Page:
Sharjah, Abu Dhabi see spike in business tourism

Sharjah saw an eight percent growth in international tourist flow into the emirate in 2010, part of its push to boost tourism and compete with Dubai and Abu Dhabi and showing that tourism is growing throughout the UAE, not just in the largest emirates.

The Sharjah Commerce and Tourism Development Authority said hotels and hotel apartments saw 1,556,885 guests, compared to 1,447,934 in 2009.

Hotel occupancy rates were up to 73 percent compared to 69 percent in 2009.

Proving that the emirate relies heavily on business travellers, particularly those travelling through Sharjah Airport, executive-friendly hotel apartments recorded 70 percent occupancy, compared to 64 percent the previous year.


Sharjah’s targeted crowd is mainly businesspeople, compared with families and traditional adventure seekers in Dubai, and a new spate of resort tourists expected for Ras al Khaimah, which will see the opening of a Waldorf property in 2012.

It will face stiff competition from Abu Dhab this year, with its newly renovated Al Bateen Business Airport, which has been making a further push for business travellers.

Abu Dhabi’s Tourism Authority is projecting a 15 percent growth in business related visitors to the emirate in 2011, rising by a huge 200,000 on to 1.5 million.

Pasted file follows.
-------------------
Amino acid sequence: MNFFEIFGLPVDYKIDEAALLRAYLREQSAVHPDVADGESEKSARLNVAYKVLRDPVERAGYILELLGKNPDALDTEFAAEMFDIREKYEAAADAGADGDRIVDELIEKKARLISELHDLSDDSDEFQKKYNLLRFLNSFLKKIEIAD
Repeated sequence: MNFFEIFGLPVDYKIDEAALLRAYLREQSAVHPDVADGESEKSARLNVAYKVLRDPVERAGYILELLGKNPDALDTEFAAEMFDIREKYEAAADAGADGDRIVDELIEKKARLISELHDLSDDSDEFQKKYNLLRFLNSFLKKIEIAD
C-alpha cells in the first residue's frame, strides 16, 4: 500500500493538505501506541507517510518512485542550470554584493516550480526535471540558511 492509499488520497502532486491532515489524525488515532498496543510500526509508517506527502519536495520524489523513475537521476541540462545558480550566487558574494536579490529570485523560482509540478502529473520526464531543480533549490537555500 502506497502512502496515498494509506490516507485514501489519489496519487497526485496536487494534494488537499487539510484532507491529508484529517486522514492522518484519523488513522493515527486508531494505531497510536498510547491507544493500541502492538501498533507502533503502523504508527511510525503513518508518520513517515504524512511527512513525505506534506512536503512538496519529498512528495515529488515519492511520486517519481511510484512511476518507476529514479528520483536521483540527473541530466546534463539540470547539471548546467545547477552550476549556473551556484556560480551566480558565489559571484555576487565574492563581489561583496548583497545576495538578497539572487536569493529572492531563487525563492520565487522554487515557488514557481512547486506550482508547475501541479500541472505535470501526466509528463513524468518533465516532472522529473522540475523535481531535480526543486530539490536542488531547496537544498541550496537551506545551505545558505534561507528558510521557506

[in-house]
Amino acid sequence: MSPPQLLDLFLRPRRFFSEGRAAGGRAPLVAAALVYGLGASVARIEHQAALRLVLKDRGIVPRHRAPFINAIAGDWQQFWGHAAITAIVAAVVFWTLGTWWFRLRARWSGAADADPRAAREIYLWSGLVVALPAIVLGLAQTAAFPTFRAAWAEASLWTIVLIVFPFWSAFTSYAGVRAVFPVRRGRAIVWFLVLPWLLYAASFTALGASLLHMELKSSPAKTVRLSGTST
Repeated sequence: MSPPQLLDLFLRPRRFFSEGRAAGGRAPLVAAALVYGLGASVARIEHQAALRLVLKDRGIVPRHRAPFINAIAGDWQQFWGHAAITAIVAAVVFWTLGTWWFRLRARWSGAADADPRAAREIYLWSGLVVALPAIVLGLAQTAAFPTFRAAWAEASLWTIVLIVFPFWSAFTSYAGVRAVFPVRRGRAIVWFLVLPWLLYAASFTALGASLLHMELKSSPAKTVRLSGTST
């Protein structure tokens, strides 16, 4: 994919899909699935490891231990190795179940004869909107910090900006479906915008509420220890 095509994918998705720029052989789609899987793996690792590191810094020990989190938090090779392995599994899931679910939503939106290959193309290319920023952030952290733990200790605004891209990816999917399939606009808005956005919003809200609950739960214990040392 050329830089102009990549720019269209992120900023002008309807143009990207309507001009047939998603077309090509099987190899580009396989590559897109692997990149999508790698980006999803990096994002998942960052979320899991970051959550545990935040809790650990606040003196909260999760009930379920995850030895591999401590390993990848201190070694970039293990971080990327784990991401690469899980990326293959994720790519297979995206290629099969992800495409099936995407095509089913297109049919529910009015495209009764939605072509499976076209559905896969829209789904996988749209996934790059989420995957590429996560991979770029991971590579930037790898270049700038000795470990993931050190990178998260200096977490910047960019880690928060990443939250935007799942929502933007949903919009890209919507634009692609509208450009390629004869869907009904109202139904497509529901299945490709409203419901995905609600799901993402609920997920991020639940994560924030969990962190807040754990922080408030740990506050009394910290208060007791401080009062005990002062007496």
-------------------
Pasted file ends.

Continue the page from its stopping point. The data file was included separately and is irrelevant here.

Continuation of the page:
ADTA estimates that last year, business travellers accounted for 72 percent, or 1.3 of the 1.8mn who stayed in the emirate’s 115 hotels and hotel apartments.

“Business related tourism will continue to deliver the lion’s share of demand in 2011,” said Lawrence Franklin, ADTA’s Director for Strategy Policy.

Cementing its status, Sharjah saw its first branded hotel and suites, the Ramada Sharkah, open in January.

So far, “we’ve had the usual business – businessmen, airport crews,” its general manager, Tamas Fazekas, told Arabian Business. “The majority of business is from GCC countries. Our occupancy was 60 percent GCC and 20 percent European.”

The total number of room nights in Sharjah’s hotels and hotel apartments rose to 1,537,765 in 2010.

Though AD is glitzier – with Yas Island providing easy distraction for business travellers – “Sharjah is a destination for GCC travelers,” Fazekas said. “We’re fully convinced there’s a market here for a good branded hotel.”